Rishi Sunak has hit back at billionaires abandoning the Tories by saying they “can afford Labour’s tax rises” and refused to rule out working with Nigel Farage after the election.

In a bruising LBC radio phone-in, the Prime Minister was accused by callers of being a “poundshop Nigel Farage” over his behaviour towards the trans community, and being too rich to relate to food bank users.

He was asked about John Caudwell, Phones4U founder and a former major Tory donor, and Manchester United co-owner Sir Jim Ratcliffe throwing their weight behind Sir Keir Starmer’s party.

Mr Sunak replied: “They’re two of Britain’s richest men. They can probably afford Labour’s tax rises.”

The Prime Minister also claimed Labour wants to “whack taxes up for everyone” as he stepped up attacks on his rival’s plans in a desperate bid to shift the Tories’ stubborn double-digit poll deficit.

On a visit to the Sizewell B nuclear power station, he said the fall in inflation back to the 2% target was a “very positive step”.

“And it’s because that plan has worked that we’ve been able to start cutting people’s taxes,” he told broadcasters.

“In contrast, Labour would reverse the progress that we’ve made and just whack taxes up for everyone, and I don’t want to see that happen.”

Sir Keir Starmer criticised Mr Sunak for “talking nonsense” about Labour’s tax plans, telling reporters during a campaign visit to Wiltshire that the Prime Minister “should stop lecturing anybody else about the economy”.

He said Mr Caudwell’s change in support, “because he thinks we’re the party of growth and wealth creation”, is a “serious” move.

Shadow chancellor Rachel Reeves said: “If Rishi Sunak wants to do him down, that’s up to him. But we’re really proud to have the support of a former Conservative donor and one of the most successful entrepreneurs in our country.”

POLITICS Election Polls
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On the radio show, Mr Sunak dodged questions about whether he would welcome Mr Farage into the Conservative Party after the election or work with Reform UK.

“I’m not focused on after the election. I’m focused on winning this election,” the Prime Minister said.

He gave the same answer when quizzed on reports that Tory leadership hopefuls are already vying to replace him as party leader after the election.

Amid persistently low poll ratings for the Conservatives, Mr Sunak declined to give his campaign a mark out of 10, saying: “I’m not interested in those kinds of things.”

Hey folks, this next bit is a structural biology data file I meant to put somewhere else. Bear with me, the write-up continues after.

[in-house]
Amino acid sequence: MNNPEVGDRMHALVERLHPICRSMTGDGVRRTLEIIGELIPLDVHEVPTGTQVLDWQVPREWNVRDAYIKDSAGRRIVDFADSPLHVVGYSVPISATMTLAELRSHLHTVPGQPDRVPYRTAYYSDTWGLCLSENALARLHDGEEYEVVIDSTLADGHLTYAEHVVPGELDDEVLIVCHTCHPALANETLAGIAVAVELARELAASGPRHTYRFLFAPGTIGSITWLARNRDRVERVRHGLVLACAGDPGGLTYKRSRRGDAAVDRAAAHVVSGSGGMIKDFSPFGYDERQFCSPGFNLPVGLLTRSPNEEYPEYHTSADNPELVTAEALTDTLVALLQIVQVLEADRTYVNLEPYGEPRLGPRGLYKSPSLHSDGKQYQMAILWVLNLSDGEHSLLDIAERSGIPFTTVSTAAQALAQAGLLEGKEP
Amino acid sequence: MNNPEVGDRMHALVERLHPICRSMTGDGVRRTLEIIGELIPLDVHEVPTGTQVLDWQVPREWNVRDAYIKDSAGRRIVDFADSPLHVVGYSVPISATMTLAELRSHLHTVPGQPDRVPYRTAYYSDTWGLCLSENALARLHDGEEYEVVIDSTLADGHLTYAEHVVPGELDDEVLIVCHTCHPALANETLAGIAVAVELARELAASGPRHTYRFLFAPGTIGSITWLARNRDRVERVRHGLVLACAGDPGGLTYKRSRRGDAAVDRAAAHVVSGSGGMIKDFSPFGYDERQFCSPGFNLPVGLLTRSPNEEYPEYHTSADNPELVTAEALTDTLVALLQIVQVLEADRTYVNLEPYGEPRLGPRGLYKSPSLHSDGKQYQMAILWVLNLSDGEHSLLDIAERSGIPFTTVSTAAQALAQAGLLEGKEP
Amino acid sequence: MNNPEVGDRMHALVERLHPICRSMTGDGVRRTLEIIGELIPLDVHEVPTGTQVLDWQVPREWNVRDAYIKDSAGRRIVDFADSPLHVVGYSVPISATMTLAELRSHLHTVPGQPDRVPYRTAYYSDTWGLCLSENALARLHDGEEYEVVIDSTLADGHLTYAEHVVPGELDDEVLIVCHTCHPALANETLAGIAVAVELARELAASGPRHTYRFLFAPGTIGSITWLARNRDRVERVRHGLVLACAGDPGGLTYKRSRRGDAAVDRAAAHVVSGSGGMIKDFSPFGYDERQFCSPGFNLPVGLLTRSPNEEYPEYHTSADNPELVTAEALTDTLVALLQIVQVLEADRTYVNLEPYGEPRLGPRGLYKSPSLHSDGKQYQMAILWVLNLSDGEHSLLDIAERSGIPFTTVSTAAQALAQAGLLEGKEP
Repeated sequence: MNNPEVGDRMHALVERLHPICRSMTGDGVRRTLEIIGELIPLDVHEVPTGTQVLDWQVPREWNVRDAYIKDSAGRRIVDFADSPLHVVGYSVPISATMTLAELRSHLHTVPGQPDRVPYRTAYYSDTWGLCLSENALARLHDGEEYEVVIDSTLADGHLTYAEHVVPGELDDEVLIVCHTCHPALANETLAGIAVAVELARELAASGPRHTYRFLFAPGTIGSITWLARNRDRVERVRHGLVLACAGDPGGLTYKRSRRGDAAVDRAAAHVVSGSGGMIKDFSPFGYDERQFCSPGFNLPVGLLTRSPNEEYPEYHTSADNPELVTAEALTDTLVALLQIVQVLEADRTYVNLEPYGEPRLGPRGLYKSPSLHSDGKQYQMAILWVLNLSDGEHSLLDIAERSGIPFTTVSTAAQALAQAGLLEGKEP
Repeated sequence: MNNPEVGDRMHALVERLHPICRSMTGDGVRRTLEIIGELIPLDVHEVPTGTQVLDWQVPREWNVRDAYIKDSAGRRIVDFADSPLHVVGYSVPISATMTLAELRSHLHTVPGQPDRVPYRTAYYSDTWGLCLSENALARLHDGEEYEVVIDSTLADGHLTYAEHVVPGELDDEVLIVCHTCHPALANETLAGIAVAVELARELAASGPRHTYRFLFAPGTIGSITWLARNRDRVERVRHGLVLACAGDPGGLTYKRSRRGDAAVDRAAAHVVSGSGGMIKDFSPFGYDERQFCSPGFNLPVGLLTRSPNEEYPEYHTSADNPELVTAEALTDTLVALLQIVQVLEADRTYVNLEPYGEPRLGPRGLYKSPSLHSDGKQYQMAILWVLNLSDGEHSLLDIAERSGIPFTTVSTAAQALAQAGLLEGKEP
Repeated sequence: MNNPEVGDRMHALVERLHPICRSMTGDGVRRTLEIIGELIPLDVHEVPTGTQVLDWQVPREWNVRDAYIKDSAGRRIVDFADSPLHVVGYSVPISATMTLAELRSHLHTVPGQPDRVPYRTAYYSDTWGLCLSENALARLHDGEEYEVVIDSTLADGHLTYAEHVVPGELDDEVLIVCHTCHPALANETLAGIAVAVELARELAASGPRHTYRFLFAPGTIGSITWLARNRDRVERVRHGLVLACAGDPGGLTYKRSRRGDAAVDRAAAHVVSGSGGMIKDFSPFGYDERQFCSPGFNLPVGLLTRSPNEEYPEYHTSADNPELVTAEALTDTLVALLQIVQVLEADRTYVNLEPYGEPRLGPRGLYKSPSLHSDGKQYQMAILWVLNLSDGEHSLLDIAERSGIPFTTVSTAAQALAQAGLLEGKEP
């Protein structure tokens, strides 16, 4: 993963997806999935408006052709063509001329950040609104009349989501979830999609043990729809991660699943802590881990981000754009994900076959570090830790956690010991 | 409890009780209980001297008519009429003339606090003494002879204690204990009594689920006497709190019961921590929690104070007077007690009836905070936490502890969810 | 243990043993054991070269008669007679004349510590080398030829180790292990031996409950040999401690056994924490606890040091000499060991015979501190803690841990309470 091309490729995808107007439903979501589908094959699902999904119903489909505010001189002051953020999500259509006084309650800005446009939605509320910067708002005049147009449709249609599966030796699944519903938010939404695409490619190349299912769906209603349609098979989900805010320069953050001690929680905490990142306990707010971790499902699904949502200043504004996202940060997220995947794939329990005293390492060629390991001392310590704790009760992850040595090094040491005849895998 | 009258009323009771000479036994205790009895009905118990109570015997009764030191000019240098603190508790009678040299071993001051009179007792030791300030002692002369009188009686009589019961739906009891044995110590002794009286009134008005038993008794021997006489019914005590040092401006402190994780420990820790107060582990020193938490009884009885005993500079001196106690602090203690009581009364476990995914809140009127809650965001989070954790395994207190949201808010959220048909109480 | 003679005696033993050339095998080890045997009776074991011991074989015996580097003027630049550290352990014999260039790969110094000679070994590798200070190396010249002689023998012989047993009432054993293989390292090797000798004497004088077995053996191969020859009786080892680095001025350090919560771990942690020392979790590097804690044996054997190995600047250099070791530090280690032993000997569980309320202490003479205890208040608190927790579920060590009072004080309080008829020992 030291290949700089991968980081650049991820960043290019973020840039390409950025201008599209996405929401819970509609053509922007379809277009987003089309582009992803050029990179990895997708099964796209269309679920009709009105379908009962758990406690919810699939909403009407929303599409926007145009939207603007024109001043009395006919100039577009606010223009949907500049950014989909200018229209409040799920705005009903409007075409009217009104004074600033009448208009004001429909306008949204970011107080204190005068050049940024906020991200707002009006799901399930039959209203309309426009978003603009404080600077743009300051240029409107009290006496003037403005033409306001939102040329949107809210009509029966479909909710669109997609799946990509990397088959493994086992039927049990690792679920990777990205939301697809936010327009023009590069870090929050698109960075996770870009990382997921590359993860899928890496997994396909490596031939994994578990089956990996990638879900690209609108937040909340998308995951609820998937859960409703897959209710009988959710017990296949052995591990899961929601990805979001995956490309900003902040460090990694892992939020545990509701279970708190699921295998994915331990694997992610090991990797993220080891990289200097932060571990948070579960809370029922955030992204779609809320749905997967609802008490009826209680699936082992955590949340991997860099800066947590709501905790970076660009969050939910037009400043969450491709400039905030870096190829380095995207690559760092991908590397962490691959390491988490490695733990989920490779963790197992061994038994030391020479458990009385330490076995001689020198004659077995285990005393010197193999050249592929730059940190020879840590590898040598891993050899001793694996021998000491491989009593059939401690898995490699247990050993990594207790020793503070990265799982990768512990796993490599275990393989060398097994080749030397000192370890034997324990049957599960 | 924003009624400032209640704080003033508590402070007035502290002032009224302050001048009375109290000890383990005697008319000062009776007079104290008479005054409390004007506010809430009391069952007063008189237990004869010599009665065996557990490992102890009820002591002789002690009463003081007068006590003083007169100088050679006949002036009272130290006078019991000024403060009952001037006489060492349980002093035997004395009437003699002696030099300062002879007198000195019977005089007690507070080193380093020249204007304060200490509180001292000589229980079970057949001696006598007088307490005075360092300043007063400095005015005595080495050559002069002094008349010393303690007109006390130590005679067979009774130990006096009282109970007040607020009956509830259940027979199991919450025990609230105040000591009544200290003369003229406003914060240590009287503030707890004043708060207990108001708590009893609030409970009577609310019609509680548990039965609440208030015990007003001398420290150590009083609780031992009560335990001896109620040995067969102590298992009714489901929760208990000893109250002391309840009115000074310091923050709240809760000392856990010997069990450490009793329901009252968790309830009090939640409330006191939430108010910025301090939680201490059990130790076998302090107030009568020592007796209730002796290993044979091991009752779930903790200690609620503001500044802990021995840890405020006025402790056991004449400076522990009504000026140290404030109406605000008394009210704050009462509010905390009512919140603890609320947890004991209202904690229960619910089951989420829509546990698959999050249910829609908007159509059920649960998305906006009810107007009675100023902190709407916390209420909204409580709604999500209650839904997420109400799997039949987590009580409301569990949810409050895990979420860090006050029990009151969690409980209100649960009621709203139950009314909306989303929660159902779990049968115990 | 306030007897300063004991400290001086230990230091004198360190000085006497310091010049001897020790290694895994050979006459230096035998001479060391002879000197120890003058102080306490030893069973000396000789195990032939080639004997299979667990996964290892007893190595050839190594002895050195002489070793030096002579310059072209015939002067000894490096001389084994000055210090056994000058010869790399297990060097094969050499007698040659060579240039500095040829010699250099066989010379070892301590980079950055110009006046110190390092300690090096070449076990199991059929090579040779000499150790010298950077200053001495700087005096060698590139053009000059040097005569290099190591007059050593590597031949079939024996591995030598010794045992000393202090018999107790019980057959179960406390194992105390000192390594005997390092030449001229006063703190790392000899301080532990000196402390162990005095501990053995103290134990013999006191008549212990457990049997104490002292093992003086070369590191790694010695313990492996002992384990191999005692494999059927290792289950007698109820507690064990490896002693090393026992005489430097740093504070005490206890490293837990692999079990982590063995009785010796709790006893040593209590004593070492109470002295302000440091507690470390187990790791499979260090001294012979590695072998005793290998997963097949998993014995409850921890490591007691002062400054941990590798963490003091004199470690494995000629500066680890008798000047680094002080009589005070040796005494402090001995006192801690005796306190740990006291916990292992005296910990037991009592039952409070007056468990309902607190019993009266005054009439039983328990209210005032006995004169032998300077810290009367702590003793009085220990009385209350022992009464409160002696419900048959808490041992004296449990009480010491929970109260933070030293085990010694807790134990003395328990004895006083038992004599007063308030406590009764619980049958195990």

But Cabinet ministers have been ramping up warnings about a Labour landslide.

Work and Pensions Secretary Mel Stride said the Opposition could win the “largest majority virtually in the history of this country”, while Chancellor Jeremy Hunt sounded the alarm over Labour being in power for “a very long time” if they get “such a big majority”.

Facing a series of questions about what happens if the Tories are defeated, Mr Sunak insisted he would “of course” still serve for a full parliamentary term as Richmond and Northallerton’s MP.

The Prime Minister was challenged on LBC by one man, who said he is gay and living with HIV, over his behaviour towards the trans community.

The caller said “I think you’ve become a poundshop Nigel Farage” and accused Mr Sunak of being “obsessed with divisive culture wars”.

“I’m very sorry to hear you feel that way,” the Prime Minister said.

“I don’t believe that at all. I care very much about making sure people, whatever their background, are respected.”

He also said “sorry” that the Conservatives have been unable to abolish Section 21 so-called no-fault evictions despite promising to do so in their 2019 manifesto.

Mr Sunak was also confronted over the explosion in the use of food banks, with a member of the public asking him: “How can a Prime Minister who is richer than the King relate to any of our needs and struggles?”

When the Tory leader responded that he wants “to get the number down” and pointed to his work providing an “enormous amount of support to everyone” while chancellor during the pandemic, the caller said: “I think it’s an absolute lie that you supported people during Covid.”

Mr Sunak said he would not “apologise” for being “very fortunate in life”.

Liberal Democrat deputy leader Daisy Cooper said: “Rishi Sunak’s phone-in was just an hour-long broadcast about the Conservatives’ dismal record of failure.

“From dental decay and cancer treatment, to his inability to ban no-fault evictions for renters, it’s clear that the Prime Minister is out of time and out of ideas.”

Sir Keir Starmer and shadow chancellor Rachel Reeves
Sir Keir Starmer and shadow chancellor Rachel Reeves during a visit to Morrisons in Wiltshire (Stefan Rousseau/PA)

Meanwhile, Sir Keir described himself as a “working person” as he expanded his definition of the term.

It came after the Tories claimed the Labour leader is preparing to target savers after he previously suggested working people are those who “don’t really have the ability to write a cheque when they get into trouble”.

Sir Keir said “of course our definition covers people who’ve got savings” and that the Conservatives’ attack “has backfired spectacularly, in terms of showing just how out of touch they are”.